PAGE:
Friendship comes with health benefits too. Large social networks are more effective than either exercise or dieting alone in decreasing the risk of premature death. A six-year study of Swedish men in their 50s found that having friends decreased the risk of heart attack and death from coronary heart disease, while having a partner did not. For older adults, social isolation is comparable to smoking, obesity and physical inactivity in increasing the risk of premature death from any cause. On the other hand, loneliness is associated with higher rates of depression, anxiety and suicide. That’s not the best of news, given that a U.S. survey found that in general people have fewer friends today than in the past, with the share of respondents reporting that they have no close friends rising from 3% in 1990 to 12% in 2021. 

And yet, as a society, we value romance over friendship. The discrimination against single people is not just subtle or social, but also legal and financial. There are more than 1,000 U.S. laws that benefit only married people, affecting Social Security (which is primarily subsidized by singles based on the assumption that they will eventually marry), taxes (married couples can save thousands of dollars just by filing jointly), and health insurance. One article roughly estimates that the cost of being single is a little over $1 million over a lifetime assuming a fixed salary of $80,000 (about $1.32 million and $106,000 today, respectively) and a little under $500,000 assuming a fixed salary of $40,000 (about $641,000 and $53,000 today, assuming 2013 dollars). 

In comparison, there are no similar legally recognized unions for committed platonic friends. That’s not to say that you can’t marry a platonic friend (which would be quite queerplatonic of you), but simply that the legal recognition of only romantic partnerships (i.e. marriage) discounts the similar importance of close friendships and contributes to a not-even-false belief that romantic relationships are more valuable than friendships (on the order of a million dollars, lifetime).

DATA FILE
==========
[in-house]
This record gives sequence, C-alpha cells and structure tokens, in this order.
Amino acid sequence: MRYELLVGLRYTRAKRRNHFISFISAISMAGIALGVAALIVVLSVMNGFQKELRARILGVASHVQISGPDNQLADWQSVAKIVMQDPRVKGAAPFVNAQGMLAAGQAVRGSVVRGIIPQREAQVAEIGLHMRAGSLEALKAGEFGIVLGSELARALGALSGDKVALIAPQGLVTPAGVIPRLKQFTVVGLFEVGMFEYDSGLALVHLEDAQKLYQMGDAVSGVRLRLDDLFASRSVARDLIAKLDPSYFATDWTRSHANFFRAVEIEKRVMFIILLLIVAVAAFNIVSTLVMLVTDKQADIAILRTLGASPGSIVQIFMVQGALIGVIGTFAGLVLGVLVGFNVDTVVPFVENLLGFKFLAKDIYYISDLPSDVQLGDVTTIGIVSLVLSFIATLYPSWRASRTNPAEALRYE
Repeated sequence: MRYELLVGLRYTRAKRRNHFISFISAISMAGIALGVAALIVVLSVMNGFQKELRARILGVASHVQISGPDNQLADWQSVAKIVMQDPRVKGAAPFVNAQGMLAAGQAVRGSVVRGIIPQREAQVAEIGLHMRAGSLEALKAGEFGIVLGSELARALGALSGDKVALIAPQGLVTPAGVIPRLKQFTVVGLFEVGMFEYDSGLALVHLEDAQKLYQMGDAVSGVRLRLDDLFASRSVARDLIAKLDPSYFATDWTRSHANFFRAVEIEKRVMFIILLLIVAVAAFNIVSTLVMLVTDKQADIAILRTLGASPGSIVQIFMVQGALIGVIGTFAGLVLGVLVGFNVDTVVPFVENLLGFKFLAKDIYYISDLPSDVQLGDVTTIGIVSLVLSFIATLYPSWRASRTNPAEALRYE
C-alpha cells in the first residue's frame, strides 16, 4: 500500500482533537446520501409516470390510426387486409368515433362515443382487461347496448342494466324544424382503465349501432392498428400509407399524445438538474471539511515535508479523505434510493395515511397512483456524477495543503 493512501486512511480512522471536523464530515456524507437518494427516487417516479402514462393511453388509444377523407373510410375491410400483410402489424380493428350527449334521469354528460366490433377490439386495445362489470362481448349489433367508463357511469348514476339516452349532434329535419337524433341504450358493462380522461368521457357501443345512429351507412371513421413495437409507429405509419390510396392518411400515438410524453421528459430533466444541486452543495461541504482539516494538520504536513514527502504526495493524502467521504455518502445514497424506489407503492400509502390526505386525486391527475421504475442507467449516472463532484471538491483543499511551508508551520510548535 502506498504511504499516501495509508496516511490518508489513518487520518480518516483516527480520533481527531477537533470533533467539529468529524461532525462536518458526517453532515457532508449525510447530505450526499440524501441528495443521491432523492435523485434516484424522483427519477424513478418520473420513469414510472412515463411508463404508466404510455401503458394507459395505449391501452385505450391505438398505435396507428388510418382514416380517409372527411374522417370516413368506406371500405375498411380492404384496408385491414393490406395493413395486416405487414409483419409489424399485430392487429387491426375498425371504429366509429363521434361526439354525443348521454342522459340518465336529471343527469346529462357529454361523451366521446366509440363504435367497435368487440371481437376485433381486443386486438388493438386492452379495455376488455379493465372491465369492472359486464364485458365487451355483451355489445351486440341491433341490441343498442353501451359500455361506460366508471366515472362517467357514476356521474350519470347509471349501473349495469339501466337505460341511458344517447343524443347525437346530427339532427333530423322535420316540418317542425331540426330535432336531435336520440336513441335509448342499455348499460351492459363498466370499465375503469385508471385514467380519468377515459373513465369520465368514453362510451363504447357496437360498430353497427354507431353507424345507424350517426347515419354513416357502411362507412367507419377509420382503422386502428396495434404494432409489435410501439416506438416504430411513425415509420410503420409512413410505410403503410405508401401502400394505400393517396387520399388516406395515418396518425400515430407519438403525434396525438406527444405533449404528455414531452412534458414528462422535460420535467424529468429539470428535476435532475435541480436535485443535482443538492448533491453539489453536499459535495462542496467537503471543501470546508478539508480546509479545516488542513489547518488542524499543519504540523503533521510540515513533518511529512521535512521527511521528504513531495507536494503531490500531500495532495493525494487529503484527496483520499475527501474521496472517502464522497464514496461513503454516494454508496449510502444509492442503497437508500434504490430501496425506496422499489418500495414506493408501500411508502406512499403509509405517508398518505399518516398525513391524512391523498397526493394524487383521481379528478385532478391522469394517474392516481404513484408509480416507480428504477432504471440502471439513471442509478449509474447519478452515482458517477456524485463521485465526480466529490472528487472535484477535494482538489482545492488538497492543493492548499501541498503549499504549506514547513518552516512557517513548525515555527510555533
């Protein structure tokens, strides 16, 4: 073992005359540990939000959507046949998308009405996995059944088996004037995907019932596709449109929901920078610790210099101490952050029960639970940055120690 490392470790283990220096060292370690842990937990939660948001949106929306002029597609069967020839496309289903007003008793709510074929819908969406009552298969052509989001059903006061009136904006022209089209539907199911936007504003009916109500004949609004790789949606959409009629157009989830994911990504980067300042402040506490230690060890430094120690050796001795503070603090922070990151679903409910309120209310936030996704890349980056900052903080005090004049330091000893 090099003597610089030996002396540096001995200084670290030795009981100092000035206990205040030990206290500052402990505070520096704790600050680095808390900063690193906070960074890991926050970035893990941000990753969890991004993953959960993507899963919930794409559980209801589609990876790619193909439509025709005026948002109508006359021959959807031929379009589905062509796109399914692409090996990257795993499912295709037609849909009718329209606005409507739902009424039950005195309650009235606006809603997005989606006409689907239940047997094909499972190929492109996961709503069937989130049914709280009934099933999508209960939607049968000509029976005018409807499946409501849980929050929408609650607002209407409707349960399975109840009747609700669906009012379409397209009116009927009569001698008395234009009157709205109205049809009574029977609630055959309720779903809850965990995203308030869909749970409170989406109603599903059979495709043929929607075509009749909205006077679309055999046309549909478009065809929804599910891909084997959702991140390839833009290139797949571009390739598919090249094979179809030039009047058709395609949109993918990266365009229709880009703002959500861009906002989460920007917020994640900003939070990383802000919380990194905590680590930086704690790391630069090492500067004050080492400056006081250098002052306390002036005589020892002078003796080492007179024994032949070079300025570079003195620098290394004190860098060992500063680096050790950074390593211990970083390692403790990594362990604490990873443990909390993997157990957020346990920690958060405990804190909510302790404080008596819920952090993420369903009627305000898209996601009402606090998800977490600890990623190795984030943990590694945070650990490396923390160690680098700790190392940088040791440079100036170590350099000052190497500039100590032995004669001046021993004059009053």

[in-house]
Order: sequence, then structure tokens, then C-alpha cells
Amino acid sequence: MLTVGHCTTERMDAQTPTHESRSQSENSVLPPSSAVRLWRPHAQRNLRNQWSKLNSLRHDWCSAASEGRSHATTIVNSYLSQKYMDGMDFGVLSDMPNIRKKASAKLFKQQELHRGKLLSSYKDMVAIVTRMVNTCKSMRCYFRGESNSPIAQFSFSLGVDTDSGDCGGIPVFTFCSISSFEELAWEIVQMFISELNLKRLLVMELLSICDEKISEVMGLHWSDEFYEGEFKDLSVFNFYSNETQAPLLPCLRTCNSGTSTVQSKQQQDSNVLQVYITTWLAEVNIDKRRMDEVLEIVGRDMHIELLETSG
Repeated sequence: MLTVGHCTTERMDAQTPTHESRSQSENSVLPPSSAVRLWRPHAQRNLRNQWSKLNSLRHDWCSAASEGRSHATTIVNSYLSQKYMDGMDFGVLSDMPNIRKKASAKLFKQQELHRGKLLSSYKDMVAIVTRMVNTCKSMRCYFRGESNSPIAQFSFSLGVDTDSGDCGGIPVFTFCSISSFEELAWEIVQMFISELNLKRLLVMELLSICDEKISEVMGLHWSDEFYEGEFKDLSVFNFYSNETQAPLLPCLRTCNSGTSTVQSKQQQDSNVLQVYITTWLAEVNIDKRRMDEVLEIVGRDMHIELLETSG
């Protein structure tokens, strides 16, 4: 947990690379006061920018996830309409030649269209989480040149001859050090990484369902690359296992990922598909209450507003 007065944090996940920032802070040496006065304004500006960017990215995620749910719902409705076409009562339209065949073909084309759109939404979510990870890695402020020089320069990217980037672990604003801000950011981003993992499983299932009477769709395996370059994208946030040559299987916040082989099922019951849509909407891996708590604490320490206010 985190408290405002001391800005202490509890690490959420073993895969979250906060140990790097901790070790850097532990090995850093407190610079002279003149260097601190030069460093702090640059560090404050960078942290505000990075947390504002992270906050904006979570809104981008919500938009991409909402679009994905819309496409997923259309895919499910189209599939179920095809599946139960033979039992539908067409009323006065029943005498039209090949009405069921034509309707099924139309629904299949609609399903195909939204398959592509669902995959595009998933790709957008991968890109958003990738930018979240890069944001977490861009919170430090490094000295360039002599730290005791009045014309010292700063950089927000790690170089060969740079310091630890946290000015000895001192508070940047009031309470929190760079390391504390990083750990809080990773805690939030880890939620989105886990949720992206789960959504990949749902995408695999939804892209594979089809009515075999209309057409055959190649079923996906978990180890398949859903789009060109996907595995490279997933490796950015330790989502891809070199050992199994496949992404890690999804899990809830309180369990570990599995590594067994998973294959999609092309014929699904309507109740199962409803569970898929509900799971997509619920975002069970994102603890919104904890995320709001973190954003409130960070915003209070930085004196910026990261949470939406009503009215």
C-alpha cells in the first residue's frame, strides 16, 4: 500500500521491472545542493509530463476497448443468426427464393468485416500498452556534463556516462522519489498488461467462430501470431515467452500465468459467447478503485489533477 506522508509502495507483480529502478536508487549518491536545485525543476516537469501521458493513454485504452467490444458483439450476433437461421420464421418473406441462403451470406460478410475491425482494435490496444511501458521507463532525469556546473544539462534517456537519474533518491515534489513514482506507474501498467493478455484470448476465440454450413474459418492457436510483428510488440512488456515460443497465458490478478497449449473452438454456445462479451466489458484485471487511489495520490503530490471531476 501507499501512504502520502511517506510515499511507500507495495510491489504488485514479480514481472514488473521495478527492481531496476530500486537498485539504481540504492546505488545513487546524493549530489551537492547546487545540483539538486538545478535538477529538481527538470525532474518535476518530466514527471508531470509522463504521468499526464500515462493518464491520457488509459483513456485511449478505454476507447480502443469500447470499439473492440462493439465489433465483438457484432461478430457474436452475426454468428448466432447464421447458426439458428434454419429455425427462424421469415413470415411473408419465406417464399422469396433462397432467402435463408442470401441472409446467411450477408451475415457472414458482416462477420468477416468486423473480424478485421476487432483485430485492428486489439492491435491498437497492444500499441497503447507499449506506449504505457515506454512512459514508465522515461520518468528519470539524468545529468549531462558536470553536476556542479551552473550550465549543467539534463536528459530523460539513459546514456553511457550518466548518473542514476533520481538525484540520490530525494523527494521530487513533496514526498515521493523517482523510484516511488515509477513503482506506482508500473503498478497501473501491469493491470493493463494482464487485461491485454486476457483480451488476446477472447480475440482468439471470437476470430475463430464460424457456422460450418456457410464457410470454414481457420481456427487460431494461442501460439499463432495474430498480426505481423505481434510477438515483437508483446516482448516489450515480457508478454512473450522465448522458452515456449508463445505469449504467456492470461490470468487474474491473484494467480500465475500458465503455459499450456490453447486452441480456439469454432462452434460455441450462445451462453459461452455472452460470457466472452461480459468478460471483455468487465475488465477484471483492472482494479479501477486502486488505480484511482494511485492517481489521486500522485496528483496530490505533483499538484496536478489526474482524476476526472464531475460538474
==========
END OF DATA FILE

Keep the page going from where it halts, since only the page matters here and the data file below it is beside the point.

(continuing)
Love for a friend is different from love for a parent, which is different from love for a child, which is different from love for a romantic partner. But love shouldn’t be hierarchical, with romantic love as the pinnacle transcending other types of love. Yet, by cultural and institutional metrics in the U.S. — from legal discrimination against single people, to common phrases like “more than friends” that imply that friendship is characterized by a lack rather than a plenary, to the arophobia inherent in the assumption that everyone who is single would like to eventually be in a romantic relationship when some people simply don’t experience romantic attraction — it kind of is.

So, who do you save, the friend or the partner? Instinctively, you’d probably save the one you love more and would miss more, regardless of whether that love is romantic or platonic in nature. Logically, though, I’d advise you to go for the one who’ll net you those sweet, sweet married tax benefits.

Jess Jiang is a Trinity senior. Their column typically runs on alternate Wednesdays.